Police can smack you with a $100 fine if you use your cellphone in a crosswalk in the California city.
If you happen to find yourself in the 5.5 square mile city of Montclair, Calif and are on a walkabout, it would behoove you to put away your cell phone at crosswalks and look where you’re going. It’s common sense but a rising trend in pedestrian accidents says otherwise. According to the L.A. Times (Feb. 25, 2018) on their report on the latest happenings in this small town’s City council meetings, they’ve instructed police on their latest ordinance that takes aim at increasing public safety by getting people off their phones at crucial moments, specifically at crosswalks.
— Omnitrans (@Omnitrans) February 21, 2018
The law makes it a ticketable offense to talk, text, or listen to music with two earbuds on a cellphone while you’re in a crosswalk. You’ll first be slapped with a warning, but second and subsequent offenders will be fined $100.
Montclair police noticed a disturbing trend in reports on pedestrian injuries, most involved pedestrians using cellphones. A particularly tragic case in 2012 saw a 15-year-old high school student suffer massive head injuries as a result of her being hit by an oncoming vehicle in a crosswalk while on her cell phone.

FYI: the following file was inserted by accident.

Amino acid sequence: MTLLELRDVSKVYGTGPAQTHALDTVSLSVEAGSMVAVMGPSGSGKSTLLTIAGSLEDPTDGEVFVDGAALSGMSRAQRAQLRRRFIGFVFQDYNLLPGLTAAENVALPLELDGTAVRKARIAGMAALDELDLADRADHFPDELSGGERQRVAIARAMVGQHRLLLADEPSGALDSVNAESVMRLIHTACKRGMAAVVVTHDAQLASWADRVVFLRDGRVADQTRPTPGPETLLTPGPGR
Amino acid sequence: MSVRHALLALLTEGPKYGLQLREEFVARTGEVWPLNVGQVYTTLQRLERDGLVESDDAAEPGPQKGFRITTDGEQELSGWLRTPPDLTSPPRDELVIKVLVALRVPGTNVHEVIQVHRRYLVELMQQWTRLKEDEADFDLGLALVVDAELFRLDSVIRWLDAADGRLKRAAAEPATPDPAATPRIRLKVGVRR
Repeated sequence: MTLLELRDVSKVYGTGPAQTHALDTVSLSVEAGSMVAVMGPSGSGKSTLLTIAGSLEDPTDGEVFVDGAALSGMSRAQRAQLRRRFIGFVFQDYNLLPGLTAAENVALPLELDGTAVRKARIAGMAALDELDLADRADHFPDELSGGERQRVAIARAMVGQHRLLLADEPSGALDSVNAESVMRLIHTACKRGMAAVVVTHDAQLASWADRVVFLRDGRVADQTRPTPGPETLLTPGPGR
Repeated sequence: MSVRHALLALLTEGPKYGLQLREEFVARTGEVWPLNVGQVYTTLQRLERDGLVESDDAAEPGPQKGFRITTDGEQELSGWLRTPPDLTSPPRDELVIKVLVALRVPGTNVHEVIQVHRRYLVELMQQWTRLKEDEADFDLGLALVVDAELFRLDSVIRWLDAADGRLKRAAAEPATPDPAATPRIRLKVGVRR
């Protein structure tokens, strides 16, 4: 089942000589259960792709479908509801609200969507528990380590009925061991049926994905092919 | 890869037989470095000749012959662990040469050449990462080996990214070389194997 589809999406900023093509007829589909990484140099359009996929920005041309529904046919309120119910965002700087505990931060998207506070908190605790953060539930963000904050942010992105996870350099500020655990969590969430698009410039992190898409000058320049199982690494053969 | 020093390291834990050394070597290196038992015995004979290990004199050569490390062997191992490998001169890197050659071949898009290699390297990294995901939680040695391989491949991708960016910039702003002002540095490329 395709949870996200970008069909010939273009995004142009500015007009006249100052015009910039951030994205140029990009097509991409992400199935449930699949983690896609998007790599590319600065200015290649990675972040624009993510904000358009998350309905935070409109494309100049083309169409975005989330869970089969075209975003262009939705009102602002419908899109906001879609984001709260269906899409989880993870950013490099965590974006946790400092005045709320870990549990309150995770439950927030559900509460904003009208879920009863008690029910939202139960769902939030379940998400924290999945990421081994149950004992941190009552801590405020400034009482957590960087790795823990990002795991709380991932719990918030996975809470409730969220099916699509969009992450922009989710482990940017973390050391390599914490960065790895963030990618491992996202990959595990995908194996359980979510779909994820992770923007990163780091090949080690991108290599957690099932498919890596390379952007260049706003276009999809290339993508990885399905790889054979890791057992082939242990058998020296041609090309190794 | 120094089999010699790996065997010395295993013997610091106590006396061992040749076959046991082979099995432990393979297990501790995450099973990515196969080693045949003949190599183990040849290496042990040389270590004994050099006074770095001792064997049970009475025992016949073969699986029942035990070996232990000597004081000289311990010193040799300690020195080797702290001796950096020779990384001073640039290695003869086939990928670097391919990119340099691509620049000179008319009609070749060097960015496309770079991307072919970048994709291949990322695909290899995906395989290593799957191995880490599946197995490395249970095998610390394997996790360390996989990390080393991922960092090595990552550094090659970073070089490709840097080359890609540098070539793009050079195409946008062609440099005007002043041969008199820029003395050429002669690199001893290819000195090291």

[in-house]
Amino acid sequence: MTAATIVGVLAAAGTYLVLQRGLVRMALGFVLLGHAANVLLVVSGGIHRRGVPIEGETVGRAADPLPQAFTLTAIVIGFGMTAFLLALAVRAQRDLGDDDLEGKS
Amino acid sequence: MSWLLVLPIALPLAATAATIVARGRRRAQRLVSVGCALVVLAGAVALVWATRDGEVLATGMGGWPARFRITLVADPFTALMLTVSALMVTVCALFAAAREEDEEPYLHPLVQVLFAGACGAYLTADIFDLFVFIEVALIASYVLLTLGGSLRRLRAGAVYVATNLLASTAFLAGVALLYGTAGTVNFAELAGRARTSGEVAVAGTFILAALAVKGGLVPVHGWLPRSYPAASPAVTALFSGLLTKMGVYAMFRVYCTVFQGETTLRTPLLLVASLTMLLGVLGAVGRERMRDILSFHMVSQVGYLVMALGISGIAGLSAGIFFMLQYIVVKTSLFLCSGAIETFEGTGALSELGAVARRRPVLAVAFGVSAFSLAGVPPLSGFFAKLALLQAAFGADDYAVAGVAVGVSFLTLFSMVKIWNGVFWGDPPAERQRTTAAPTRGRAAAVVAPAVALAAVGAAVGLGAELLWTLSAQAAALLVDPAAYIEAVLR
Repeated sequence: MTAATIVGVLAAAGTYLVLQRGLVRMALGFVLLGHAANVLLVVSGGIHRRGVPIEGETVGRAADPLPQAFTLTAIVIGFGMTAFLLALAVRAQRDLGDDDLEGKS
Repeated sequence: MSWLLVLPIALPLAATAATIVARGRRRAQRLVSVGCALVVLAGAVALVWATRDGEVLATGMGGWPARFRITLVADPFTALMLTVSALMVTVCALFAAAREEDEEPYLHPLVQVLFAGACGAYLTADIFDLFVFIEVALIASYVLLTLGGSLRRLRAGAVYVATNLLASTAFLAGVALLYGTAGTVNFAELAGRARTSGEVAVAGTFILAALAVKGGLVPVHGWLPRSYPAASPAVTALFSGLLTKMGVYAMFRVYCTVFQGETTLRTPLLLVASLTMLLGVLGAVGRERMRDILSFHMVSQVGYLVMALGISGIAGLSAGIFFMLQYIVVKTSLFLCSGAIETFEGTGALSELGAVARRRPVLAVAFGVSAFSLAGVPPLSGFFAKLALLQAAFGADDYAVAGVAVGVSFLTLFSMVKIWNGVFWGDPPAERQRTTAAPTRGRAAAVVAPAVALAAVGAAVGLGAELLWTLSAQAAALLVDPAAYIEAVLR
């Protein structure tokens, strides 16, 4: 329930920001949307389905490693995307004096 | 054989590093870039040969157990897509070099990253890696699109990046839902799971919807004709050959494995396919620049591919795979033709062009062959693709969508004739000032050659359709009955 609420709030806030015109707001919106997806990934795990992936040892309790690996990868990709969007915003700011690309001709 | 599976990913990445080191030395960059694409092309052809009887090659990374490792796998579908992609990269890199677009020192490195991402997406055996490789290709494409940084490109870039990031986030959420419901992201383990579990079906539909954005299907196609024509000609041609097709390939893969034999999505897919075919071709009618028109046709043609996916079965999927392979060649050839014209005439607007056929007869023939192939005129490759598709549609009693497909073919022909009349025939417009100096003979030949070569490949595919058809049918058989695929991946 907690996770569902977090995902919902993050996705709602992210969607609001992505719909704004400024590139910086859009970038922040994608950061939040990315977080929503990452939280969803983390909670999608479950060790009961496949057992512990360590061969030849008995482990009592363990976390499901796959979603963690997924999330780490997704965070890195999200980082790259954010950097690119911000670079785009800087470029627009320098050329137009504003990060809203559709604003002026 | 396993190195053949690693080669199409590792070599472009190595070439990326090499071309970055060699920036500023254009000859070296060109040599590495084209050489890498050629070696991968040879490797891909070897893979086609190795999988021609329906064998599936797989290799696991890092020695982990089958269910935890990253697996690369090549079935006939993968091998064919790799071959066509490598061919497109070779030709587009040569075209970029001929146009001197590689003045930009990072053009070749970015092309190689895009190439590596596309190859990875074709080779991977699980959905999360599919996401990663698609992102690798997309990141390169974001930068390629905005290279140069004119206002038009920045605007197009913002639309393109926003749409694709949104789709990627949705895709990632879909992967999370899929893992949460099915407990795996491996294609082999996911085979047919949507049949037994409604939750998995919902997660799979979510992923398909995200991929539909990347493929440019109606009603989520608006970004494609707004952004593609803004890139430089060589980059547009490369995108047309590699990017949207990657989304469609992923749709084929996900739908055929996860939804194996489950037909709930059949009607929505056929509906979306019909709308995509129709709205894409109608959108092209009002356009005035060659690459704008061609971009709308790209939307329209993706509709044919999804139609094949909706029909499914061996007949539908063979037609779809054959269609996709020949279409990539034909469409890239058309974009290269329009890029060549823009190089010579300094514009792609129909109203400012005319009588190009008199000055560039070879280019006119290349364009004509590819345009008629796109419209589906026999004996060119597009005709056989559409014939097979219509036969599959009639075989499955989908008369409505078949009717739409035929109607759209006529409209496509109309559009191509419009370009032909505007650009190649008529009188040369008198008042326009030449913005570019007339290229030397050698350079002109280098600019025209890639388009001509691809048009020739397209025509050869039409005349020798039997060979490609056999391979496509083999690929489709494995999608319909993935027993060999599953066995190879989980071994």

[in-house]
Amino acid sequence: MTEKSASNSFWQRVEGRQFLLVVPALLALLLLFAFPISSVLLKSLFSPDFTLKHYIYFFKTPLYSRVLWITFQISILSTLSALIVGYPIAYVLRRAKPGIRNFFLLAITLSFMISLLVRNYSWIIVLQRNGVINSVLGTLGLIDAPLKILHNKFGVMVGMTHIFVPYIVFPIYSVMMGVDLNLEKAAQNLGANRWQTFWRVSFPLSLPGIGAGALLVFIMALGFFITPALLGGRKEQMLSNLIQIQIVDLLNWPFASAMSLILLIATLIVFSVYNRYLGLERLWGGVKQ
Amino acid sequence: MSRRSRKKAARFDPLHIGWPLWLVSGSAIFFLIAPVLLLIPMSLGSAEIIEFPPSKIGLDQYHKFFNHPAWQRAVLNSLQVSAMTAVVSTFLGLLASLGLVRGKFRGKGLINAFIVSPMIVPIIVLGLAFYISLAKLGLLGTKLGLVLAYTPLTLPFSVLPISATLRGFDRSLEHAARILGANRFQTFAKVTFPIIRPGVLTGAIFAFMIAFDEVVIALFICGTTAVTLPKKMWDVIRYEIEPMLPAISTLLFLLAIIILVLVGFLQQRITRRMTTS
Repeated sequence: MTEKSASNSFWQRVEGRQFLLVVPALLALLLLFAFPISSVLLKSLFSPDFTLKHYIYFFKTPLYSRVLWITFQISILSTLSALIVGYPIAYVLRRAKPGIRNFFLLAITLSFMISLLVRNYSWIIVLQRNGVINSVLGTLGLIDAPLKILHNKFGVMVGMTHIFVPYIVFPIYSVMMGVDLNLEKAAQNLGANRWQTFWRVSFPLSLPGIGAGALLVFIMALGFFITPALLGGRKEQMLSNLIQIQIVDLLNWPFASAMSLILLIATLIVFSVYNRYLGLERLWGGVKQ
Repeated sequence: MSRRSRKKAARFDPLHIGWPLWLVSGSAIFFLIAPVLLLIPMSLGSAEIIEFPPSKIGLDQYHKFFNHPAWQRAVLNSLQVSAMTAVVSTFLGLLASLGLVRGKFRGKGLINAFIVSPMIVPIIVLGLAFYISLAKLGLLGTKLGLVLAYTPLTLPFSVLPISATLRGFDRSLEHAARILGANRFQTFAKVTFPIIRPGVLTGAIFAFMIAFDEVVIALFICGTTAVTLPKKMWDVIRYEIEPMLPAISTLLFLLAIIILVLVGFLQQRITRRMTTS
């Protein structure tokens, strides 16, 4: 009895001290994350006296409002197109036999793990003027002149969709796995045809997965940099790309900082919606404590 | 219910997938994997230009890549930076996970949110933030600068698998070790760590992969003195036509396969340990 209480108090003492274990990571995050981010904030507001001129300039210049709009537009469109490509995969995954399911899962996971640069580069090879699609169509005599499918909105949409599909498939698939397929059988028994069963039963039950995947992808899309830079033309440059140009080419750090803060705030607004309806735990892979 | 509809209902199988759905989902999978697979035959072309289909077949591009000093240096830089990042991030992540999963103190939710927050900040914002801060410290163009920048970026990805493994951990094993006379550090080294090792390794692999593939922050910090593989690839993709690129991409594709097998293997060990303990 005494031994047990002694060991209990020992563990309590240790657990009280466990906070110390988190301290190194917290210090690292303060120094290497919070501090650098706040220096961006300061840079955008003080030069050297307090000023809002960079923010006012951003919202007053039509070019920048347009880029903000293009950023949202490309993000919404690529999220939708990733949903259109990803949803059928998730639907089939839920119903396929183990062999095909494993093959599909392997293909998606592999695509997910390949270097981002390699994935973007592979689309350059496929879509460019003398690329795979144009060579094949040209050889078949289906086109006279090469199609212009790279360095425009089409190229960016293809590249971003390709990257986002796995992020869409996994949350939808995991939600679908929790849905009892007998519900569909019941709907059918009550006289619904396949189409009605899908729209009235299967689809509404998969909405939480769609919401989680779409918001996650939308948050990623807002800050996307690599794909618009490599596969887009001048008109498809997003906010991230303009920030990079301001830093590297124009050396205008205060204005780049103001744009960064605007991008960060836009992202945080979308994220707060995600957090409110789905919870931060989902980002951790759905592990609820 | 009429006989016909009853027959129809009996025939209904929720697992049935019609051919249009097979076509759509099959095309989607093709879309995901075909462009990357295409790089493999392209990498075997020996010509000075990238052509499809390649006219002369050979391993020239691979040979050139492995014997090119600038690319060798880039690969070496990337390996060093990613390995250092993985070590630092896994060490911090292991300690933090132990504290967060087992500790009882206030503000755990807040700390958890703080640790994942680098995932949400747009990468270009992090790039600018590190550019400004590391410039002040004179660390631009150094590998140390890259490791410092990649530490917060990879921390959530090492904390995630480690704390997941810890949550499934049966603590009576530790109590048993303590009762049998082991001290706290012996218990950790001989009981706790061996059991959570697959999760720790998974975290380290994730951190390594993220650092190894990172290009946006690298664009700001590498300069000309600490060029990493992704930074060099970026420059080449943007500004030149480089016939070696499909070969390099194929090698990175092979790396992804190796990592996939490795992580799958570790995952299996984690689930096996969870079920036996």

In response to this trend, City Manager Edward Starr took to Google and found numerous solutions to distracted walking, most notably from Honolulu, HI which has a distracted walking ordinance. First-time offenders get slapped with a fine right away.
Pedestrian safety is a two-way street which takes vigilant drivers and aware pedestrians into consideration. It goes without saying but with no safety shell around pedestrians, people walking will more likely suffer worse off injuries than drivers when both collide.
Some people might not like this new city ordinance, as illustrated by ripped stickers informing walkers of this new law at crosswalks and snarky remarks from offenders when the L.A. Times went to investigate the happenings on the street for themselves, but it’s for our own good.
Until people’s actions while on the move match up with common sense, these city ordinances will have to do. What’s $100 compared to what could happen if things turn for the worse?